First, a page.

Special event: 17 December (Thursday), 19:00 Online meeting with Lilia Dragoeva, Bilitis Foundation and Simeon Vassilev GLAS Foundation

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Overseas Watch trailer

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Overseas

dir. Sung-a Yoon, 90 min., Belgium, France, 2019, Bulgarian and English subtitles

In the Philippines there is a school for maids, where the undergone training is learning how not to cry when your employer is shouting at you for not cleaning the bathroom well or for not setting the table right. The characters in Sung-a Yoon’s film are part of 10 million Filipino maids who work abroad. Provoked by Asuncion Fresnoza-Flot’s texts on Filipino women migrant workers, the director depicts a new perspective on emigration and collective marginalisation of million women around the world, who take humiliating jobs led by “rule number one” - their motivation for sacrifice in order to help their families at home. 

About the director:

In 2012, Sung-a traveled to South Korea to find her father, which led to her documentary "Full of Missing Links". Overseas is her second feature film. Reading a book by Asuncion Fresnoza-Flot, a Filipino sociologist, she found out that the Philippine government has institutionalized this form of migration by sending women to work abroad with two-year contracts, in a completely legal way. This was the reason why Sung-a decided to make a film about this phenomenon and shed the light on this completely invisible profession, which is performed mainly by women.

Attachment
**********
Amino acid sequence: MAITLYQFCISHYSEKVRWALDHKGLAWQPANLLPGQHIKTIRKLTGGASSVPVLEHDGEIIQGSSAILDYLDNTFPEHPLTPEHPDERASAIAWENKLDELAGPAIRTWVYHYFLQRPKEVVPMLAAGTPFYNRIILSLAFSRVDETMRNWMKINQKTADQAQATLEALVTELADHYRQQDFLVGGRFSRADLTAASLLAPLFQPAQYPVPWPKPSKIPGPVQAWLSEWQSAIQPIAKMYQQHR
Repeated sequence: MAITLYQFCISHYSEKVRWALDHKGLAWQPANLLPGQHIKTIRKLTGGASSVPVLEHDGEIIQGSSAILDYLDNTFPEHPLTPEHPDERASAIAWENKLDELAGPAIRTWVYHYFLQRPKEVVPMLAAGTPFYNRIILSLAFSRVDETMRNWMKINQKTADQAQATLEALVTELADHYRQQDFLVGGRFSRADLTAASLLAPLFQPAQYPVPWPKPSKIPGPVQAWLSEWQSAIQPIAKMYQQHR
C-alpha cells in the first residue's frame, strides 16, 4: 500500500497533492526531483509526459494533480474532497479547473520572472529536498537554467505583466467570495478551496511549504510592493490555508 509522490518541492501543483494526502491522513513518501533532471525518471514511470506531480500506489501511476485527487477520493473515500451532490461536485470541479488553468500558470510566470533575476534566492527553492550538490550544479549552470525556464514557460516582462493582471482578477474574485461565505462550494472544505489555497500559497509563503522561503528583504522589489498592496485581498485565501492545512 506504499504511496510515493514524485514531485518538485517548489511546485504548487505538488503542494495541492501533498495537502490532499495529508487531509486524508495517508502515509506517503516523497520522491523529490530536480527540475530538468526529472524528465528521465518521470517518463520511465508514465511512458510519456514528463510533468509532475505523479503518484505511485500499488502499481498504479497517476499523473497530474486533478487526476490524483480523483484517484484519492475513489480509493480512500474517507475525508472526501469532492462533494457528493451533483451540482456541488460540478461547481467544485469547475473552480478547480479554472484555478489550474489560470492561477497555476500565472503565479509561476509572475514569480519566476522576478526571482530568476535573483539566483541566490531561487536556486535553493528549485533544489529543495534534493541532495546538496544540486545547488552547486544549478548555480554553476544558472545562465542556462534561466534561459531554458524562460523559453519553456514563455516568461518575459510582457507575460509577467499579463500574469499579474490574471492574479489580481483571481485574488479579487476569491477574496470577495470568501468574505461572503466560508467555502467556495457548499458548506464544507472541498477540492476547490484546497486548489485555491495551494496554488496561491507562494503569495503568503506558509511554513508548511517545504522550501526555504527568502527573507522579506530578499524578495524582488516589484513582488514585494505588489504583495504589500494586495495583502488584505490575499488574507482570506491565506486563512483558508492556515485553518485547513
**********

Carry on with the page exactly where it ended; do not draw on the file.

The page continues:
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Exemplary Behaviour Watch trailer

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Exemplary Behaviour

Dir. Audrius Mickevičius, Nerius Milerus, 84 min., Lithuania, Bulgaria, Slovenia, 2019, Bulgarian and English sub

The big winner at the renowned international documentary film festival Dok Leipzig is an example of аn ethically strong and highly aesthetic visual experience. Shot in a poetic way filled with symbolism, the film was inspired by a tragic story - the murder of the director’s brother. One of the accused for this crime was freed ahead of schedule because of his “exemplary behaviour”. This was the reason why Audrius Mickevičius went to the biggest prison in Lithuania to see the people, who wanted to redeem themselves. What does “exemplary behavior” mean when you have a life sentence. This film takes us on an unexpected journey filled with empathy and genuine humanity. Like any good film, it asks more questions than it gives answers - about forgiveness, repentance, redemption, and the treatment of people convicted of serious crimes. Could a person change, and could this lead to a change in the public opinion?